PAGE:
Dental Insurance – What You Need to Know

Dental insurance is an important part of many people’s overall health care plans. There are several different types of individual and family dental coverage available, including indemnity plans, Preferred Provider Network (PPO) options and Dental Health Managed Organizations (DHMO).


Choosing a plan requires understanding cost-contributing elements like deductibles, copayments, annual maximum benefits and monthly premiums.

Coverage Options

Generally, dental insurance comes through an employer-sponsored plan or from your state’s health exchange. It’s also possible to purchase individual dental plans through insurers directly, but that option tends to carry higher premium rates than those available with group plans.

When shopping for dental coverage, look at premiums, annual maximums and deductibles before making a decision. Also consider waiting periods (generally required only for major work), as well as the number and types of procedures covered.

Some policies require you to stay within the plan’s provider network to get help paying for your care. Others allow you to see any dentist, though the percentage of costs paid by your insurance may be less than if you were in-network.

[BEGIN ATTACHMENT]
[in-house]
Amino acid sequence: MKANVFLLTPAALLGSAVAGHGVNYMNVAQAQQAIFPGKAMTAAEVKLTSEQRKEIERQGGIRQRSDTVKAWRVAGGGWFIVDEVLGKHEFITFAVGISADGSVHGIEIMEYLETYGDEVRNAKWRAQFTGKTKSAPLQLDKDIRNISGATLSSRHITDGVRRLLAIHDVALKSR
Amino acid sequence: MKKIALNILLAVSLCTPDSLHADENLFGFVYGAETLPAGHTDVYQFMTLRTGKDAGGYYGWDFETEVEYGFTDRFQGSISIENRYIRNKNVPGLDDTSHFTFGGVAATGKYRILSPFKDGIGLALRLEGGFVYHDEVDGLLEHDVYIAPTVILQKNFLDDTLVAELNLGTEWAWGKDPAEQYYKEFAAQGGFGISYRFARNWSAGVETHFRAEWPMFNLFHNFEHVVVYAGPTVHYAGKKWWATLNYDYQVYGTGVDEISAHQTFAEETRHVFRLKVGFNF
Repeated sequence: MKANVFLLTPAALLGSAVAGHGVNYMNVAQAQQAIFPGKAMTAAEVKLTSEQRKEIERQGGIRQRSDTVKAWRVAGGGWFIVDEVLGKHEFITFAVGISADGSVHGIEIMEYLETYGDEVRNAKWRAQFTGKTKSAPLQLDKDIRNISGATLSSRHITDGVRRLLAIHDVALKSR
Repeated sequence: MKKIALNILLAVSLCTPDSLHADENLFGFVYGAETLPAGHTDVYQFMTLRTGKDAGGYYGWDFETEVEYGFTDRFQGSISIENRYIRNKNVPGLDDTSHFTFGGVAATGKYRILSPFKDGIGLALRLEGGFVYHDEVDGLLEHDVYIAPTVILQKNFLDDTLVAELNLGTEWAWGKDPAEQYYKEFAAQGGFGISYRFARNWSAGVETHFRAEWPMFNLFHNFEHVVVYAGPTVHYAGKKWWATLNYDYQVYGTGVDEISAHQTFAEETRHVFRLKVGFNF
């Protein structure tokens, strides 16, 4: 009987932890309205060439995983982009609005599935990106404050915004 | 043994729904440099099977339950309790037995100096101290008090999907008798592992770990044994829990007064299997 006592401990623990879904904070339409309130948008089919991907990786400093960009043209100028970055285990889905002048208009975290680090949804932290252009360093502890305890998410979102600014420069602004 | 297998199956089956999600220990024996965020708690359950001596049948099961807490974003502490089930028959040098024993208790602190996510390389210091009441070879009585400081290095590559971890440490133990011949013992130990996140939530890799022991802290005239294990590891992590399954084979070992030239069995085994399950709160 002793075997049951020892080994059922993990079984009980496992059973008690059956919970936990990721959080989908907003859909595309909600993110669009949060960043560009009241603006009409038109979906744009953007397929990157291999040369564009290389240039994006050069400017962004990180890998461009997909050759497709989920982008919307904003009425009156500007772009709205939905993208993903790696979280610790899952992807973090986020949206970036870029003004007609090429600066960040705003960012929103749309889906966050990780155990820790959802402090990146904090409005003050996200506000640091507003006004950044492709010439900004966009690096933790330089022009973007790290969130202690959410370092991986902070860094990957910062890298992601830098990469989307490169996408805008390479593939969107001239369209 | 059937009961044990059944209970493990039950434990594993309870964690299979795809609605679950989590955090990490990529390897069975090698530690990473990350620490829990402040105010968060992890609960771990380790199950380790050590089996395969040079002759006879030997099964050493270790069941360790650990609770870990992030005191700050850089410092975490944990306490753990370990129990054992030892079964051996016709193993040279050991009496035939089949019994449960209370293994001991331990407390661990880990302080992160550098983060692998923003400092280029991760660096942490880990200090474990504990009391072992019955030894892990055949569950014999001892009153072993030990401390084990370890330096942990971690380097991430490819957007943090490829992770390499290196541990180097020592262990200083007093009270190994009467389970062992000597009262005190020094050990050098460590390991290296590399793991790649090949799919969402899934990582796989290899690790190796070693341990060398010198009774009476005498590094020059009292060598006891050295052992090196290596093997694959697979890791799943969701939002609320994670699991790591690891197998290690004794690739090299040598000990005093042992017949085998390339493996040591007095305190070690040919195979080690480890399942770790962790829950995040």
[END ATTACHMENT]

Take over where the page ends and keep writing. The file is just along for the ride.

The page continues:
Most insurers have a provider database that’s easy to use online. You can search for your preferred dentist or specialist to verify that they’re part of the insurer’s network before you enroll. You can also check a policy’s summary to see whether it lists “basic” or “major” coverage for various procedures. If the insurer designates a procedure as basic, you can choose a plan with lower annual limits and lower premium rates.

Preventive Care

The vast majority of dental issues can be prevented by regular visits to the dentist. Dental insurance focuses on preventive care with 100% coverage for cleanings, exams and fluoride treatments, reducing the need for more costly major services down the road.

Many employers offer group dental insurance as a part of an employee benefits package, but you can also purchase individual or family plans directly from dental insurers. You will typically pay a monthly premium, which is often deducted from your paycheck. Some plans have an annual maximum, meaning the amount your plan will cover toward most dental procedures within a benefit period, and others have lifetime maximums.

Some dental insurance plans are indemnity plans that allow you to go to any dentist and get reimbursed a set amount, usually based on what is called the Usual and Customary fee for the procedure. Others are Preferred Provider Network (PPO) or Dental Health Maintenance Organization (DHMO) plans that have a network of dentists that agree to offer services at a discounted rate for plan members.

Out-of-Pocket Costs

The cost of dental insurance varies depending on factors like how many people are covered, where they live and whether they choose to use in-network or out-of-network providers. The premium, or monthly fee, is also a major factor when comparing plans.